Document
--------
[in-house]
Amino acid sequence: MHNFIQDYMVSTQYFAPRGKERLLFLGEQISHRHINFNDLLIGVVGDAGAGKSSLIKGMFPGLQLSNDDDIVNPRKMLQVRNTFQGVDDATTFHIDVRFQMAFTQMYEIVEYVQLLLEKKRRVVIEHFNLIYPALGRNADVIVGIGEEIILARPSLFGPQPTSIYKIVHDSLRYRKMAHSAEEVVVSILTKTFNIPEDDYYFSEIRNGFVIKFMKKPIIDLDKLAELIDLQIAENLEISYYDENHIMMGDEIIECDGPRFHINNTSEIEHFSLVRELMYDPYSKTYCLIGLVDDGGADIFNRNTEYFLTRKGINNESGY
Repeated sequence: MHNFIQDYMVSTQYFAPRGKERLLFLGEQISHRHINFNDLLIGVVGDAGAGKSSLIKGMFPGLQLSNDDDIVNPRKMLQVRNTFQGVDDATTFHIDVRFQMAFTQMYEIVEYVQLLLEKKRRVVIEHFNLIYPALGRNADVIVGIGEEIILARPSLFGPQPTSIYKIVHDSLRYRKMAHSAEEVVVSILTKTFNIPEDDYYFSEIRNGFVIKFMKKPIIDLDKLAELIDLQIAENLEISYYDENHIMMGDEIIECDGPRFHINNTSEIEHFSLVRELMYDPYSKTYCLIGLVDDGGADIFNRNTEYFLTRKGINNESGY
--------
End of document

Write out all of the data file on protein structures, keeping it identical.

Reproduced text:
[in-house]
Amino acid sequence: MHNFIQDYMVSTQYFAPRGKERLLFLGEQISHRHINFNDLLIGVVGDAGAGKSSLIKGMFPGLQLSNDDDIVNPRKMLQVRNTFQGVDDATTFHIDVRFQMAFTQMYEIVEYVQLLLEKKRRVVIEHFNLIYPALGRNADVIVGIGEEIILARPSLFGPQPTSIYKIVHDSLRYRKMAHSAEEVVVSILTKTFNIPEDDYYFSEIRNGFVIKFMKKPIIDLDKLAELIDLQIAENLEISYYDENHIMMGDEIIECDGPRFHINNTSEIEHFSLVRELMYDPYSKTYCLIGLVDDGGADIFNRNTEYFLTRKGINNESGY
Repeated sequence: MHNFIQDYMVSTQYFAPRGKERLLFLGEQISHRHINFNDLLIGVVGDAGAGKSSLIKGMFPGLQLSNDDDIVNPRKMLQVRNTFQGVDDATTFHIDVRFQMAFTQMYEIVEYVQLLLEKKRRVVIEHFNLIYPALGRNADVIVGIGEEIILARPSLFGPQPTSIYKIVHDSLRYRKMAHSAEEVVVSILTKTFNIPEDDYYFSEIRNGFVIKFMKKPIIDLDKLAELIDLQIAENLEISYYDENHIMMGDEIIECDGPRFHINNTSEIEHFSLVRELMYDPYSKTYCLIGLVDDGGADIFNRNTEYFLTRKGINNESGY